By Chris McGreal
See original post here.
The Nobel prize winner and author of new book Economics in America argues economists must get back to serving society.
When Angus Deaton arrived in the US four decades ago, he imagined he had something to say about economic inequality and how to tackle it that Americans might want to hear. Instead, the great economic minds of the time told him to shut up.
The Scottish-born winner of the 2015 Nobel prize for economics struggled at first to understand why there was so little interest in a subject most European economists regarded as a central concern of post-war policies to reduce poverty and build more equitable societies.
But, as Deaton describes in his unsparing new book, Economics in America: An Immigrant Economist Explores the Land of Inequality, he soon realized he had run headlong into the libertarian monetarists of the Chicago School of Economics, and they were driving US policy.
“There is this very strong libertarian belief that inequality is not a proper area of study for economists,” Deaton said. “Even if you were to worry about inequality, it would be best if you just kept quiet and lived with it.”
Deaton persevered, building a reputation as a contrarian for scrutinising the prevailing orthodoxy that an unfettered free market would deliver greater economic equality and individual liberty, and that government intervention and regulation would undermine both.
The result, said Deaton, is a predatory brand of capitalism in the US that enriches corporations and the wealthy at the expense of working people, deepens inequality of wealth and opportunity, and – although many Americans will deny it – is fuelling the rise of a class system. As he picks the system apart, Deaton zeros in on the evident absurdities of claims about the purity of the market.
“If you need an ambulance, you are not in the best position to find the best service or to bargain over prices; instead, you are helpless and the perfect victim for a predator,” he writes.
The results are clear. Real wages have stagnated since 1980 while productivity has more than doubled and the rich cream off the profits. The top 10% of US families now own 76% of wealth. The bottom 50% own just 1%.
The time has come, Deaton argues, for economists to get back to serving society.
“The discipline has become unmoored from its proper basis, which is the study of human welfare,” he writes.
At Cambridge University in the 1960s, Deaton was steeped in the Keynesian economics of government intervention and a regulated market. In 1983 he took up a teaching post at Princeton University in New Jersey. Ronald Reagan was in the White House and the Chicago school held sway over policy in both the US and Margaret Thatcher’s Britain.
But while the impact of Thatcherism came under intense scrutiny in the UK, Deaton was surprised to discover that American economists were largely uninterested in how their policies contributed to inequality and hardship.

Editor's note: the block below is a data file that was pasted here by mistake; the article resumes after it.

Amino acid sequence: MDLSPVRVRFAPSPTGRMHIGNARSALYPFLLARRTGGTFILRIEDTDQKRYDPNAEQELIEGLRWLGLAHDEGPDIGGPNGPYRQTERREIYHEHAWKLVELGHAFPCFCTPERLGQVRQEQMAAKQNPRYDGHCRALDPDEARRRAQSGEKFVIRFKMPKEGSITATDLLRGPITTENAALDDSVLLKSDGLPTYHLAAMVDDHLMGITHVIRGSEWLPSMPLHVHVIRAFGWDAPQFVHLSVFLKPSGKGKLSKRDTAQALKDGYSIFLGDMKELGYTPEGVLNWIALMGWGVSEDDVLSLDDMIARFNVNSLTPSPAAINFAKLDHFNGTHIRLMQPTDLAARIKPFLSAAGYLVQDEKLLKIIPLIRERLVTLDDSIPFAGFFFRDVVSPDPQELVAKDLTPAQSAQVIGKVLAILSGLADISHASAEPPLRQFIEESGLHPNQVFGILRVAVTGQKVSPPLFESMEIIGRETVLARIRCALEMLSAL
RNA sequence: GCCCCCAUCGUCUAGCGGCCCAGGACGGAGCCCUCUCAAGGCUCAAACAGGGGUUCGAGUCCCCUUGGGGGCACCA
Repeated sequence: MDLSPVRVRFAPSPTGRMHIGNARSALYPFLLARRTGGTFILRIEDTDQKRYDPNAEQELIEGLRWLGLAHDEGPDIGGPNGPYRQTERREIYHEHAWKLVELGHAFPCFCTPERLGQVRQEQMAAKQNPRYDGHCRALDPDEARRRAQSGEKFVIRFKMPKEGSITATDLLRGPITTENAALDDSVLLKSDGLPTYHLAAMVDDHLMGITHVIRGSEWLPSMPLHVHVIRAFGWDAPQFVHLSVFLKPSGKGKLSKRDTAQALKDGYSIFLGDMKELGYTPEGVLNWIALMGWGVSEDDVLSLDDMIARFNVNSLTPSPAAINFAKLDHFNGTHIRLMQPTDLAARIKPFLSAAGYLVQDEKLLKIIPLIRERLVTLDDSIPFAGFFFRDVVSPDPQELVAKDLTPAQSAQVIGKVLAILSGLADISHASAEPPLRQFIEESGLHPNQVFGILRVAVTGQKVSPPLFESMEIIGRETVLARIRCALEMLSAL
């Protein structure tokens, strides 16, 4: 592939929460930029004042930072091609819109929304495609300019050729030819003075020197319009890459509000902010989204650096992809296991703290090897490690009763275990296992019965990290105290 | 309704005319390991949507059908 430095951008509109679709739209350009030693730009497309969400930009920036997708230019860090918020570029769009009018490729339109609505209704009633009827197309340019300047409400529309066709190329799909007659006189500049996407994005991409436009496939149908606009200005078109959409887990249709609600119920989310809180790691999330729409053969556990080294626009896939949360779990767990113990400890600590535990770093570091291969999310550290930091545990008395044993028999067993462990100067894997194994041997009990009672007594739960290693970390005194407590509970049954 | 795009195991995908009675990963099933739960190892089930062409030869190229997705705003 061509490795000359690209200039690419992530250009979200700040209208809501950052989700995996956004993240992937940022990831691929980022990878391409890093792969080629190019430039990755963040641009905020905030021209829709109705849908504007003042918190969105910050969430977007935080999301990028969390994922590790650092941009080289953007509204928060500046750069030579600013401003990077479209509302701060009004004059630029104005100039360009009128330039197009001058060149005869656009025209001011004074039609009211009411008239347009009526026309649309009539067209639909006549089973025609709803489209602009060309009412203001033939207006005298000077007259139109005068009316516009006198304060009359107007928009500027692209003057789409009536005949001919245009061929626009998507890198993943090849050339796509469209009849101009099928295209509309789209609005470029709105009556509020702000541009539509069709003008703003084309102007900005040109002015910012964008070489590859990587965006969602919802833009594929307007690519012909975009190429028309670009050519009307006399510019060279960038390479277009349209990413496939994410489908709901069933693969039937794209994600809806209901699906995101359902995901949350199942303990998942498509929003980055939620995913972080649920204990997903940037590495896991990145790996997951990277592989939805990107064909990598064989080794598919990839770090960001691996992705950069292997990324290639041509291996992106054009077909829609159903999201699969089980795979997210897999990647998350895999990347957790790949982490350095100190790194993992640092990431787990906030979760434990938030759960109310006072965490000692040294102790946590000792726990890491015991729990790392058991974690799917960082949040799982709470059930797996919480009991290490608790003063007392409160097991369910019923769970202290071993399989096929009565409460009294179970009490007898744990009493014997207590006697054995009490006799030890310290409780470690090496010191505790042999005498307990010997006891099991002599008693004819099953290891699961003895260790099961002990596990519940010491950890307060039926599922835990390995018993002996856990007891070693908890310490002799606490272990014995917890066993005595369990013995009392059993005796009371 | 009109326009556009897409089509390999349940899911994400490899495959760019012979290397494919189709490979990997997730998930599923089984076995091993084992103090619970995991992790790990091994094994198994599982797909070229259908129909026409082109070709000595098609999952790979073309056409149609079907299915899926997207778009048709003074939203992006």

Deaton ticks off the list of Nobel prizes for economics won by the Chicago school’s highly regarded minds, including Milton Friedman and George Stigler. He does not doubt what he calls their intellectual contributions.
“Yet it is hard to imagine a body of work more antithetical to worrying about inequality,” he writes.
“A friend of mine, a conservative economist and deeply religious man, is fond of saying that ‘fair’ is a four-letter word that should be expunged from economics.”
Deaton is now a US citizen married to an equally renowned economist, Anne Case, who coined the term “deaths of despair” to describe the rising mortality rate among white, middle-aged Americans driven by drugs, alcohol and suicide, a unique phenomenon in wealthy countries. The pair’s shocking findings drew the attention of then president Barack Obama and his successor, Donald Trump.
Deaton and Case then wrote a bestselling book, Deaths of Despair and the Future of Capitalism, highlighting the part played in reducing life expectancy by the US economic system, not least its lamentable health industry in killing staggering numbers of patients while making Americans poorer.
For all of Deaton’s attachment to his adopted country, his British roots and upbringing cut the lens through which he interprets the US.
Deaton said that at the heart of the difference between his two nations lay opposing views about the role of government. After growing up in a country where many people saw the state as “a friend in times of trouble”, he was appalled to hear his American colleagues proclaim that “government is theft”.
“The very strong view in Chicago was that government attempts to do anything to fix the economy would make it worse. They really believed that the government couldn’t do anything at all, which is absurd,” he said.